Those fortunate to join Joe “The Black Eagle” Madison on the airwaves were taken to the zenith of conversation and commentary. Few radio hosts were as informed and versatile as Joe; he was always well-prepared on a topic, so listeners heard in-depth exchanges with his guests. The Black Eagle is now an ancestor, resting with other iconic broadcasters. He died in December at his home in Washington. He was 74.
And most of those who knew him had a Joe Madison story. Mine began in Detroit when he was at the helm of the NAACP branch and active in the civil rights movement. Later, during a conversation, we talked about the original Black Eagle, Hubert Julian, who flew in the 1920s. Like other facets of Black history and culture, Joe had chapter and verse on the intrepid pilot.
Long before his melodious voice zoomed into our ears, he was born Joseph Edward Madison on June 16, 1947, in Dayton, Ohio, to Felix, a press operator, and Nancy (Stone) Madison. In 1971, he earned a B.A. in sociology from Washington University in St. Louis, the first in his family to achieve this distinction. On campus, Joe starred on the football team, sang in the choir, and gave the world the first iteration of his broadcast career as a D.J. on the college’s radio station.
He was just 24 years old when he arrived in Detroit, then amid political turbulence, and quickly took his place among the community activists as the director of the NAACP’s chapter. This leadership role also gave him a platform to initiate a radio show on WXYZ-AM, and there was no looking back from there.
After moving to the nation’s capital, his voice on the airwaves radiated soon across the country with a nationally syndicated show on Sirius-XM, and it was there that the Black Eagle’s influence flourished and attracted a coterie of notable political and cultural dignitaries. No issue was off limits, and challenged his guests with probing questions, pushing them to delve even deeper into their commitments. Whether behind the microphone or in the streets behind a megaphone, Joe was a relentless advocate of social justice, marching in several rallies and demonstrations.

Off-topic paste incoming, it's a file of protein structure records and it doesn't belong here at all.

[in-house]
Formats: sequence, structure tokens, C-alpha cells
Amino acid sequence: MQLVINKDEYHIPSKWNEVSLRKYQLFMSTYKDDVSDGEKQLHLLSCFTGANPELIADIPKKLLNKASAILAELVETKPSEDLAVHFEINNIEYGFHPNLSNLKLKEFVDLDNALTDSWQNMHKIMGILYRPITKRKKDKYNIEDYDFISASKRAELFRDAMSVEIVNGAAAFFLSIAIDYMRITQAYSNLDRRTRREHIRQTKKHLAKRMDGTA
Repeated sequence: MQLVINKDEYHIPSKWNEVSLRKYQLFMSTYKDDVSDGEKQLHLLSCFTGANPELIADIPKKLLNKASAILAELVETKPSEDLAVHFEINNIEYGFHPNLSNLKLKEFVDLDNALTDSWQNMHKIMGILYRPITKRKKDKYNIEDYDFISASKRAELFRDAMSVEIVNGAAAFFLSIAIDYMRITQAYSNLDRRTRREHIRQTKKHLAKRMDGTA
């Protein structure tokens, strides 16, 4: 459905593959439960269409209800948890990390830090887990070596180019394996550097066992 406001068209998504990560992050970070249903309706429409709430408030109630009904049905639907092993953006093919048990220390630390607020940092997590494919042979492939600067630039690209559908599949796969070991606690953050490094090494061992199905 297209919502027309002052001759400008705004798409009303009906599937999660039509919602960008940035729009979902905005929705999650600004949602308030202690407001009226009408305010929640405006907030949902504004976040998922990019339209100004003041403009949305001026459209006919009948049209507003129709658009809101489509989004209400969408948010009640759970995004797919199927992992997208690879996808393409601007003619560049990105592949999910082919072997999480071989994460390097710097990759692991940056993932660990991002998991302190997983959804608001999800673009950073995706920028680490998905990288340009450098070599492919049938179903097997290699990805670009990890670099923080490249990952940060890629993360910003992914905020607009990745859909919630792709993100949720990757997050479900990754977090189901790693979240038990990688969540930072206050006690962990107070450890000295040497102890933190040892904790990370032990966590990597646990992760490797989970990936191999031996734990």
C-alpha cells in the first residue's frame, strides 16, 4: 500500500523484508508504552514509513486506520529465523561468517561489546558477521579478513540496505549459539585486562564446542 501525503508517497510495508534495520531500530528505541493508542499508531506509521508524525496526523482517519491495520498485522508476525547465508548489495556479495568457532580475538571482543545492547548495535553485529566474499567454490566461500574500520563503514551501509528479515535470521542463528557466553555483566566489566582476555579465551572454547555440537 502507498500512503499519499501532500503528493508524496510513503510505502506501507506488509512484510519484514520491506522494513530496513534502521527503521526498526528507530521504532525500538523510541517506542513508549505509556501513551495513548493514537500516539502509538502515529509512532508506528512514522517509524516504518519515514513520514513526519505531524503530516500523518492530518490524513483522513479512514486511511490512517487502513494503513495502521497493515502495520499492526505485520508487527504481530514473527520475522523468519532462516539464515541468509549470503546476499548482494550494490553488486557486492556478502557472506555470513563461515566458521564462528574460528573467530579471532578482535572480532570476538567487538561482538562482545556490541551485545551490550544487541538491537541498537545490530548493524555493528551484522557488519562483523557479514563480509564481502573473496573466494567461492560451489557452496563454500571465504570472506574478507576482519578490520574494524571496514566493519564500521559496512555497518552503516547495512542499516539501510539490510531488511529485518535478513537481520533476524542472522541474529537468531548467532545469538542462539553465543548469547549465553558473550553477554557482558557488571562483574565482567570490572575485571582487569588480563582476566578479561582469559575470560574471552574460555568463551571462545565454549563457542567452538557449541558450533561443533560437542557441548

Most memorable was his hunger strike urging Congress to strengthen voting rights and handcuffing himself to the Sudanese Embassy in 2001 in protest against Khartoum’s war against southern Sudan. Images of his activism gave his shows additional power and cache. “Joe Madison was the voice of a generation,” President Biden said in a post on social media. “Whether it was a hunger strike for voting rights or his advocacy for anti-lynching legislation that I was proud to sign in 2022, Joe fought hard against injustice.”
NY Sen. Chuck Schumer was equally convinced of his unwavering stand on critical issues, noting that “Nobody fought harder for his beliefs and his community than Joe Madison,” he said in a statement.
Despite being diagnosed with prostate cancer in 2009, Joe continued to deliver his commentaries and make it to several important conferences and seminars. One of my last moments with him was two years ago when we made back-to-back appearances on Dr. Ron Daniels’s radio show on WBAI-FM, and Joe reminded me of our days on the frontline of struggle in Detroit. What he exemplified there never receded but only intensified and spread as he grew in stature and admiration. None of his activities were missed by his family, including his wife, Sharon, and their four children, Shawna, Jason, Monesha, and Michelle.